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Ferguson Lecture, November 6, 2013

George Robinson was born in Glens Falls, New York in 1946. His interest in minerals began with a hobby show in third grade and continued to grow throughout his high school years, leading him to attend SUNY Potsdam, where he earned BA in geological sciences. For the next six years he taught high school Earth Science, during which time he married his wife, and well-known mineral artist, Susan. From 1974 to 1978 he attended Queen’s University (Kingston, Ontario) where he studied under the eminent mineralogist, Leonard Berry, and received his PhD in Geological Sciences. For the next four years he and Susan became fulltime mineral dealers, but returned to Canada in 1982, where he served as a Curator and Senior Collections Specialist at the National Museum of Natural Sciences (now Canadian Museum of Nature) for 14 years.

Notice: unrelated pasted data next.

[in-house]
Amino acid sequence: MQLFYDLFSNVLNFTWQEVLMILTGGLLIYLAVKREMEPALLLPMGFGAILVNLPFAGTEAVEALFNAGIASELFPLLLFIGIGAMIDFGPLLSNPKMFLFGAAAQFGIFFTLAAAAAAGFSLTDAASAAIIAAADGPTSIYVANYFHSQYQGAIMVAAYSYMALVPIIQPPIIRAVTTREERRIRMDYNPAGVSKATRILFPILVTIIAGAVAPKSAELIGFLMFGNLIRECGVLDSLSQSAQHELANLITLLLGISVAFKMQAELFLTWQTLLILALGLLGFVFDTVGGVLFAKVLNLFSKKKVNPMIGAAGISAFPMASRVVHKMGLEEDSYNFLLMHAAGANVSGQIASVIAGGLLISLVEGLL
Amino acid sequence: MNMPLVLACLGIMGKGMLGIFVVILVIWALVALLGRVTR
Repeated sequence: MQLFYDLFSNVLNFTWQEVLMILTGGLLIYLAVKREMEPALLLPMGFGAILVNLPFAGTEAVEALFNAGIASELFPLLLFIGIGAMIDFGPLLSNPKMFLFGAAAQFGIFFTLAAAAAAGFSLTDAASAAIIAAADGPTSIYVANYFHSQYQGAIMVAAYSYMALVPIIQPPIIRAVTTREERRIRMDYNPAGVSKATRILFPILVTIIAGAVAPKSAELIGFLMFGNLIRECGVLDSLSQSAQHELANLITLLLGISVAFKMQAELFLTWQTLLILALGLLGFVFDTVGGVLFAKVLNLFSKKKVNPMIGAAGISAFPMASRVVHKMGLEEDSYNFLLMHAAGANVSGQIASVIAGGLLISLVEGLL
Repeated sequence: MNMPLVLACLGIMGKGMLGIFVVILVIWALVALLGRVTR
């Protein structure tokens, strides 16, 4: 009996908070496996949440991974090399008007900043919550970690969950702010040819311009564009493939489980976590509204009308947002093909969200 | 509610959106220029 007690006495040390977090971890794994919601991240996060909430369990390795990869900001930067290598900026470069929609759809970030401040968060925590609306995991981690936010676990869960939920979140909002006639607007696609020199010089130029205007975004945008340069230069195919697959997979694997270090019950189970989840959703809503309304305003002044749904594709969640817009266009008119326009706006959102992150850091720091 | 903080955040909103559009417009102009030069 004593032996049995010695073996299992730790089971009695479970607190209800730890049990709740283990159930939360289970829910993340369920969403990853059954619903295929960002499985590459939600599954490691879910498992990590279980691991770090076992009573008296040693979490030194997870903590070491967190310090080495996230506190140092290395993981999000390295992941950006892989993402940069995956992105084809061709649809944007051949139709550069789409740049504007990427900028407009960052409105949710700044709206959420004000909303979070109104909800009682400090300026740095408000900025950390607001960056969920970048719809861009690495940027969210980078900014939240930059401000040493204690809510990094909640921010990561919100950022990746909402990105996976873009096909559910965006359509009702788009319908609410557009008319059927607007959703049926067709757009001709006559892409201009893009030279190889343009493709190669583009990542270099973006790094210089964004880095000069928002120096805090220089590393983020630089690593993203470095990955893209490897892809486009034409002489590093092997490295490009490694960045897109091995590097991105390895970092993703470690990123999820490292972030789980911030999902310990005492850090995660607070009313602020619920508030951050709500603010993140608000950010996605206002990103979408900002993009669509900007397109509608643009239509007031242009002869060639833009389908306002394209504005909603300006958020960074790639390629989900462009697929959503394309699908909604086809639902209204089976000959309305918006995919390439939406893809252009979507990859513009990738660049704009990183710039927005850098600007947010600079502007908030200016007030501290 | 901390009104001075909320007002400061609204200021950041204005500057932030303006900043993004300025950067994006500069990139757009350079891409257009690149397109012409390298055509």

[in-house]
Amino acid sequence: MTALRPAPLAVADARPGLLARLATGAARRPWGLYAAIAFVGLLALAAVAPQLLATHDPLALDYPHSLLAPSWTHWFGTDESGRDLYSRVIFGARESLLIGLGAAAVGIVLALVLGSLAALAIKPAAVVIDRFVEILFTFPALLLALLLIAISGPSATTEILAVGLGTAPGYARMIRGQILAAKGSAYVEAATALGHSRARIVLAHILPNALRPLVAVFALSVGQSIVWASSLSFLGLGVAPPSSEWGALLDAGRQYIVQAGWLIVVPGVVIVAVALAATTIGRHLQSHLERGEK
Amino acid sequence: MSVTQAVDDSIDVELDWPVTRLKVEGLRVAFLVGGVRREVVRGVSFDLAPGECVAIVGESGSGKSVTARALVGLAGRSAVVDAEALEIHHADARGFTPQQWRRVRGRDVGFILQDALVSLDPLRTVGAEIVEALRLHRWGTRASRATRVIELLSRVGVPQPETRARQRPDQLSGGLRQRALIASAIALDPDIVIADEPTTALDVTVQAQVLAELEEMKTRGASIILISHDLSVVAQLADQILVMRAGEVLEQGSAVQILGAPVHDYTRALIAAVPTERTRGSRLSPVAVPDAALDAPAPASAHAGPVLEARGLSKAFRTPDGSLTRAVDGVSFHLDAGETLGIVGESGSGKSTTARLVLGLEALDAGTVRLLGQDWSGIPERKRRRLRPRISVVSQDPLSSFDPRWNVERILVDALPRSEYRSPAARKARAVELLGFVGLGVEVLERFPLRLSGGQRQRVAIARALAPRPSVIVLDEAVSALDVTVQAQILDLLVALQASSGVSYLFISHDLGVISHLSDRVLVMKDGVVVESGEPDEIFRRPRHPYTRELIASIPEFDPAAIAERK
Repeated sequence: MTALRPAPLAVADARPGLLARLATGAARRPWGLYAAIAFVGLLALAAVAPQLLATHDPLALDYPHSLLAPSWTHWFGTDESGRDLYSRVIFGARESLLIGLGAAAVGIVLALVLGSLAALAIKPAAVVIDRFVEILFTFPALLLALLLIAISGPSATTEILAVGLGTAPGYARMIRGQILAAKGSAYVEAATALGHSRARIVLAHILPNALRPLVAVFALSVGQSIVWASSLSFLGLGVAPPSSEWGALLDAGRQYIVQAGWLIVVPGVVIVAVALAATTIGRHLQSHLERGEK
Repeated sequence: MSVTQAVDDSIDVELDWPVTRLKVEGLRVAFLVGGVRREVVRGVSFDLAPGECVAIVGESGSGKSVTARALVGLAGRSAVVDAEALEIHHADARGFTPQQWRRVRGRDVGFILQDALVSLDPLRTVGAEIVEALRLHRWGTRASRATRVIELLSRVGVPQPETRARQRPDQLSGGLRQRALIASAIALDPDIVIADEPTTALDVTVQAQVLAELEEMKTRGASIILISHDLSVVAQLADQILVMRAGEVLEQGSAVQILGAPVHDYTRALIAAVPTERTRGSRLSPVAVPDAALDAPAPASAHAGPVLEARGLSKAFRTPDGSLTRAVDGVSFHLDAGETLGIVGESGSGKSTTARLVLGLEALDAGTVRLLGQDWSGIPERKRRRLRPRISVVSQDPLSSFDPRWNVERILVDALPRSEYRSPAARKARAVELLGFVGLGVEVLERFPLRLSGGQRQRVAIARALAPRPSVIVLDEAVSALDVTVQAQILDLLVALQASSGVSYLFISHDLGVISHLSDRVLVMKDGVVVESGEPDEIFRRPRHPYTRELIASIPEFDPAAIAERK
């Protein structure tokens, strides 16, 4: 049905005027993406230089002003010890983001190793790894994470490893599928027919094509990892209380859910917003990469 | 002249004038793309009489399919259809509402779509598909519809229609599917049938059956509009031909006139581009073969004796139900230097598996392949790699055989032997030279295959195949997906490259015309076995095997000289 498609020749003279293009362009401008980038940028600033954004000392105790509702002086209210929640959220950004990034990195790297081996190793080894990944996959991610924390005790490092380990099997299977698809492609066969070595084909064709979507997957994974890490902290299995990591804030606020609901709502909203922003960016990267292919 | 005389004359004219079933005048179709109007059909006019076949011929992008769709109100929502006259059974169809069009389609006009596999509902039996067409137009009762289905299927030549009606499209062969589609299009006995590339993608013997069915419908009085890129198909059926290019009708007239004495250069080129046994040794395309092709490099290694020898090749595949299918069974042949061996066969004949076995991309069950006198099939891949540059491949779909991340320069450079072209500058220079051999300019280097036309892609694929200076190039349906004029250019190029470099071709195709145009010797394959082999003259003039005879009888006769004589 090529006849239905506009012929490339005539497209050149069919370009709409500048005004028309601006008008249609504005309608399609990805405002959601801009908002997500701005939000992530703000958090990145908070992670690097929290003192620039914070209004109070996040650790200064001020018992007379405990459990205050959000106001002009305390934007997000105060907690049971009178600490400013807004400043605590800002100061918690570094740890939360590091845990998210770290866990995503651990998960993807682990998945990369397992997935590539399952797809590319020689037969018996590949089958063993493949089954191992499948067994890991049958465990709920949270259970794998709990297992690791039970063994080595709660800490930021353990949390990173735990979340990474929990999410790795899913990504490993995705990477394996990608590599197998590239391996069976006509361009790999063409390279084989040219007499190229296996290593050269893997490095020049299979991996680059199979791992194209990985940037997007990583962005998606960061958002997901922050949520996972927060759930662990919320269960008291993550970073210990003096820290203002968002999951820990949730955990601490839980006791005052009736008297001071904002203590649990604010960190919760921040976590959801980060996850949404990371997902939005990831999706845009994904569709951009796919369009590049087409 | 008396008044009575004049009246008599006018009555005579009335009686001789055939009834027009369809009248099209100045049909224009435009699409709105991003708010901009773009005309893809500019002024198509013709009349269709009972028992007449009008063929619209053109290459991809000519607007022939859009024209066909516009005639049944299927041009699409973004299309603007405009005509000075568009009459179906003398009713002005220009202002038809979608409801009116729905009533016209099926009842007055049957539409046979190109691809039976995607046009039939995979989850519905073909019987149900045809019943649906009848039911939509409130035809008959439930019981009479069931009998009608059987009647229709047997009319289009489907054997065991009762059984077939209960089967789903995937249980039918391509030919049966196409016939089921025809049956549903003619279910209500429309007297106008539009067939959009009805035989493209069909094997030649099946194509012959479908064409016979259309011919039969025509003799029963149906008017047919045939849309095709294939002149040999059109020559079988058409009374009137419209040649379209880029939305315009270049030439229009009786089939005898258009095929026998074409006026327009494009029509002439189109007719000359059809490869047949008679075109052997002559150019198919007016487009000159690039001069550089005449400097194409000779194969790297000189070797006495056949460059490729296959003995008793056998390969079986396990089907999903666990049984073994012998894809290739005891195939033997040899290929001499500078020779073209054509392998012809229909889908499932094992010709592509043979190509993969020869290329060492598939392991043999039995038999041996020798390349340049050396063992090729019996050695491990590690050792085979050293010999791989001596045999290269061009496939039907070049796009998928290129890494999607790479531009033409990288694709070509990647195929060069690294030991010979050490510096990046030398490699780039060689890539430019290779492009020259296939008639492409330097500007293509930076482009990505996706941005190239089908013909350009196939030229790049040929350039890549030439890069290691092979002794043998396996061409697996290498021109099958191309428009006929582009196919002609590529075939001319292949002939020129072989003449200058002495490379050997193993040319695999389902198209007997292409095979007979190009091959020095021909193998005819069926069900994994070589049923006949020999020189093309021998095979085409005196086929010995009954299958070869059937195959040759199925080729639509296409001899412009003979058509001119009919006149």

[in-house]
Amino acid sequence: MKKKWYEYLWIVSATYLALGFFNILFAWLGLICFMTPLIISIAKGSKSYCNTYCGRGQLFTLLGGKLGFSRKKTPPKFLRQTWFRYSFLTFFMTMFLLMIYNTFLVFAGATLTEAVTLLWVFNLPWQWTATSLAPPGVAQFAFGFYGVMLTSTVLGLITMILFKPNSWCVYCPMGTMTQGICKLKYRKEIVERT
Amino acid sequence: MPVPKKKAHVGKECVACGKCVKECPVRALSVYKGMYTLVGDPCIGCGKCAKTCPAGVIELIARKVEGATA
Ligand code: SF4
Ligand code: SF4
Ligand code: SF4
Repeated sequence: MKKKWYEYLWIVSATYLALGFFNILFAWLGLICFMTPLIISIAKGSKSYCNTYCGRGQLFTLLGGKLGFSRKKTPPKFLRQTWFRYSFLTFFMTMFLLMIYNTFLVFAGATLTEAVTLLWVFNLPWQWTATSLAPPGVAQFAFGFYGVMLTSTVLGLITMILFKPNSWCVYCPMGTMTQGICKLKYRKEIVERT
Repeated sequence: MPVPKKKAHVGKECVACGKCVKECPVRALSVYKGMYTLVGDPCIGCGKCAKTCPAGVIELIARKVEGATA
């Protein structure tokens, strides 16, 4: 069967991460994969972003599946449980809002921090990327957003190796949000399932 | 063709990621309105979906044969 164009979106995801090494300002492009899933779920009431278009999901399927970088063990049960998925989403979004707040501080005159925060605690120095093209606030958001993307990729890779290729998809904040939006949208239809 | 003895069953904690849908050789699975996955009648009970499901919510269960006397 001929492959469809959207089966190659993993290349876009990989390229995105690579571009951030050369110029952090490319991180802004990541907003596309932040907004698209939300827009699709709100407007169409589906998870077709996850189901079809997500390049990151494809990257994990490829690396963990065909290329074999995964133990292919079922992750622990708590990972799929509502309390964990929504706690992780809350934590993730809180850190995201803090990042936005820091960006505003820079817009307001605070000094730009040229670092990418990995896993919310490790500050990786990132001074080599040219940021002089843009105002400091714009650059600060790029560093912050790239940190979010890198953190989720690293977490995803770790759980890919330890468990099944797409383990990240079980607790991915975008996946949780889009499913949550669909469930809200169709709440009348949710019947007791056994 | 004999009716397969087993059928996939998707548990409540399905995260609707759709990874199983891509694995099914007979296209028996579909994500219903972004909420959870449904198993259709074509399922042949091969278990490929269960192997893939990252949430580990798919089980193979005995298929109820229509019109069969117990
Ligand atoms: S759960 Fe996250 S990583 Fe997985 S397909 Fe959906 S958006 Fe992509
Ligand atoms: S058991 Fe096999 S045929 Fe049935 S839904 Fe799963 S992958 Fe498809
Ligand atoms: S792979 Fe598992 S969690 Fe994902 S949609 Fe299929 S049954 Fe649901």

In 1996 he joined the faculty at Michigan Technological University, where he was employed as Curator of the A. E. Seaman Mineral Museum and Professor of mineralogy in the Department of Geological& Mining Engineering and Sciences. His research interests include paragenetic studies of classic and new mineral occurrences, descriptions of new mineral species, and topographic mineralogy. He has over one hundred professional papers and publications to his credit, including a best-seller book, Minerals, published by Simon & Schuster in 1994. Other books he has authored include Mineralogy of Michigan, (second edition), The A. E. Seaman Mineral Museum: Its History and Collections, Minerals of the Lake Superior Iron Ranges, and The Collector’s Guide to the Minerals of New York State.  Dr. Robinson is well-known in the mineralogical community. He is a Research Associate at the New York State Museum, an advisory board member for the Hudson Institute for Mineralogy, and has been cited in Leaders of American Secondary Education, Dictionary of International Biography, International Directory of Distinguished Leadership, and Marqui’s Who’s Who in Science and Engineering. He has served as an associate editor for The Mineralogical Record, Rocks and Minerals, The Canadian Mineralogist and The Canadian Gemmologist, and was an abstractor for Mineralogical Abstracts.  He was also a Director for the Mineralogical Record, Inc. for 25 years, and has served as a committee member for the Rochester Acade my of Science Mineralogical Symposium since 1985. In 2009 the rare lead chromate mineral, georgerobinsonite, was named in his honor, and in 2012 he was the recipient of the prestigious Carnegie Mineralogical Award.